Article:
We pass Paddy Power and I can’t help letting her know that over a year ago, I discovered that this had been a cinema called The Picardy. I looked it up on the internet and it showed a photo of the interior where you could see that the films were projected onto that wall that backed onto the street. It looked like the inside of a train and had posters for Barbara’s Stanwyk’s Golden Boy from the 1930s. Later it turned into a night club called Top 32 and I’m sure Mean Fiddler former boss, Vince Power, met his first wife there when he was a teenager! It’s all coming back to me.

There was also a cinema at 24 Harlesden High Street opposite Peacocks. Now it’s a hair shop. And then there was the Odeon – later to become the Roxy theatre where bands used to rehearse in the 70s at the same time as being a fleapit apparently – which was knocked down in the 90s and has now become a faceless ‘new’ build on the corner of Odeon Court. That’s what’s left of the history.

We stand in the entrance to the Misty Moon – formerly the cinema, the Coliseum – where there are old photos of film stars. “Tony Curtis was so sexy in those days,” says Sally in another unexpected  bit of banter. I laugh again.

She then admits what she would really like is “one of the vans that the government used to send out in the 1950s with little cinemas in them for disseminating public information. It would make a brilliant pop up cinema.” There is one out there apparently that has been restored.

I inform her that the Clash and the Slits played here in 1977. She is suitably impressed and surprised.

In the meantime, we notice the amazing statistic on the wall that in 1946, the audiences for cinema is the UK were 31 million. Wow!

What would she like to screen here? “Unusual stuff,” she says, “we don’t want to do the obvious.”

Ah there’s the rub. She explains that the most difficult aspect of screening films is obtaining the rights to old films. “We’re trying to get the rights for Pulp Fiction at the moment but it’s very difficult,” she explains. “That’s where it helps to be a newcomer, I’m endlessly optimistic. I think we can do anything. Others are more pragmatic. I’m a dreamer and I’m determined. I want Twin Peaks. I’d like to do bring your duvet nights at the Lexi like they do at Battersea Arts Centre.”

It also helps if you know a few of the right people. “I’d always wanted to meet David Puttnam,” she says. “His former chauffeur lives down the road from me. So when I was at the same awards ceremony as him, I introduced myself to him with this little fact. He has been to the Lexi and he has helped us out with rights. He’s a very nice man.”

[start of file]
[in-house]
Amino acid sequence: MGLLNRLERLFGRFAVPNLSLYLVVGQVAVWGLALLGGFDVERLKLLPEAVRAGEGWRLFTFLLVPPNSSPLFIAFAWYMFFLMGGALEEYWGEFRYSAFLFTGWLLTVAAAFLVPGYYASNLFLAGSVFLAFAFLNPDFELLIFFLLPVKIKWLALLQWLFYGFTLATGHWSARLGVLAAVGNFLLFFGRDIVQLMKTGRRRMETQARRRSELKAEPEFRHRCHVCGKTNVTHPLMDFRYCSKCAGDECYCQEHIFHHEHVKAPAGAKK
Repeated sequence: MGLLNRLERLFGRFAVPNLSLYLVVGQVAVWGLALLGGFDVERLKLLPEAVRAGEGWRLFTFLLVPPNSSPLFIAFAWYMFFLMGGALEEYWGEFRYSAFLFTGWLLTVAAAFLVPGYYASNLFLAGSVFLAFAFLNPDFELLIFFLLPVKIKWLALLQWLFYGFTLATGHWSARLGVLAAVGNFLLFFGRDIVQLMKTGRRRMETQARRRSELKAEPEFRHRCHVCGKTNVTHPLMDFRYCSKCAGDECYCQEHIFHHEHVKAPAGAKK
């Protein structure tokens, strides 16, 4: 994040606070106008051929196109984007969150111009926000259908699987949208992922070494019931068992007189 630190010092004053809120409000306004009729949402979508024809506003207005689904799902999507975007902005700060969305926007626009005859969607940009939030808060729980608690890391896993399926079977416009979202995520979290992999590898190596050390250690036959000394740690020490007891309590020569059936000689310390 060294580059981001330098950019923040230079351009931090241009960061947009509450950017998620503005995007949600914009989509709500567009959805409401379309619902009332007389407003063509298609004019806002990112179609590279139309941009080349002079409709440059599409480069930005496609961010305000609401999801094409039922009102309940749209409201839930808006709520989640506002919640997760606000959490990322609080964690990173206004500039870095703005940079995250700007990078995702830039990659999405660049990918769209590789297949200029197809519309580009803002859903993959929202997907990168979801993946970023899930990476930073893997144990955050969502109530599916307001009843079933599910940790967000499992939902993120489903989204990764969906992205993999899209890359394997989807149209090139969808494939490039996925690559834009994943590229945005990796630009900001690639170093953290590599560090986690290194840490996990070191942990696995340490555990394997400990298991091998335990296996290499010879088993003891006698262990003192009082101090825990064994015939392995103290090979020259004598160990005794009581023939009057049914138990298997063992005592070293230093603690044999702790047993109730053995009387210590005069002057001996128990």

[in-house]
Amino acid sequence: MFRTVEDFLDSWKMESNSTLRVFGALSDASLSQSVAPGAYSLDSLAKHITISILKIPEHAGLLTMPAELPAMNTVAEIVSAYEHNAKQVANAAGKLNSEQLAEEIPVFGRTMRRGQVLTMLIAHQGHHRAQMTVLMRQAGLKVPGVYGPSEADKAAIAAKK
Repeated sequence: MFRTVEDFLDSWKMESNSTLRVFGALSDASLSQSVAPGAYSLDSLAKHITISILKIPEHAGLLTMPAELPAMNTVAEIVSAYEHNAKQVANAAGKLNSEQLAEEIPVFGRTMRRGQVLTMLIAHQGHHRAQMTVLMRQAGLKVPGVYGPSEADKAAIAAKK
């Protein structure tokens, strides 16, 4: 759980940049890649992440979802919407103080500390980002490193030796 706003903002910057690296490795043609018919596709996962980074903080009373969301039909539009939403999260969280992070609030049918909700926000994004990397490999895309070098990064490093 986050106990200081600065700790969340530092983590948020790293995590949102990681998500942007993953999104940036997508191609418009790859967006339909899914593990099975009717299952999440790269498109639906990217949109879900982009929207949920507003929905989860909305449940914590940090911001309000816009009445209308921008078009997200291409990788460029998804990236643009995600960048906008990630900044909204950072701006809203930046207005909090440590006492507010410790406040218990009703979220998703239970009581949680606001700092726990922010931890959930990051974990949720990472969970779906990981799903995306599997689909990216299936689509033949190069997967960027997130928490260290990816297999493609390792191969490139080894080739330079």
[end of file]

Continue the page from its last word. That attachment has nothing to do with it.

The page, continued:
I love that the Lexi always have someone there introduce the film. It feels old-fashioned and caring. “I was inspired by the genuinely wonderfully eccentric gentleman who runs the 600 seater Rex in Berkhampstead,” she says. “He always introduces his film. It makes it an individual experience. It’s cinema with heart. We also do newsletters where we say what we honestly feel about new films, we don’t gush without meaning it and we are critical.”

One of the recent projects of which she is most proud is working in South Africa at Lynesoch teaching schoolkids to be camera men and women. “Then we show what they make at the Lexi,” she says, “there is a 16 year who had been in trouble for violence, and is now going to film school in Cape Town.”

And what would she like at the Lexi? “A second screening room, that would really help with programming.”

The Lexi’s Pop up cinema Nomad is coming to the Misty Moon on March 1st. It’s a free event with special cocktails to buy. You can find more info about the film here and there will be other screenings over the following few months.

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DANCE WILLESDEN JUNCTION

“It does look like a wedding party, a strange one, but it does have that feeling,” says Tania, my son’s girlfriend, after she’d looked at some of the footage of myself and eight friends whirling/jigging/funking/floating around the grim industrial walkways of that sprawling railway monster that is Willesden Junction. Nov 2011

Where to start?

With the raw delight of seeing Sarah – we went to Ilkley (West Yorkshire) Grammar School together, she’s my oldest close friend – standing on my doorstep at 1 15pm one glorious autumnal Saturday afternoon, dressed entirely in scarlet. Statuesque, bold, Frida Kahloesque. Long skirt and a wonderful net wrap. Oh, the potential of that wrap!

Or Jayne’s – a newer friend – suggestion that she’d like to come for a Harlesden walk with me. With Tim, her partner, and also 5 Rhythms’ (dance created by New Yorker, Gabrielle Roth where you dance your own steps through five different rhythms – strong and flowing, staccato, chaos, lyrical and stillness) teacher. And me thinking ‘yes, but why don’t we dance’. After all that’s what we do together so often and I haven’t done it in Harlesden yet. 5 Rhythms is not about showing off although it can be, it’s about dancing with an open heart.

And gradually, as the summer wended through our midst, a few more friends were invited and accepted, or even invited themselves. Others understandably couldn’t bring themselves to expose themselves in this way. This dancing-in-public-way. In fact, only that morning, I received an email from a lovely friend called Howard saying: “I feel as though I’m letting you down. Please ask me to do anything except dancing in the streets on a Saturday afternoon.” I laughed out loud.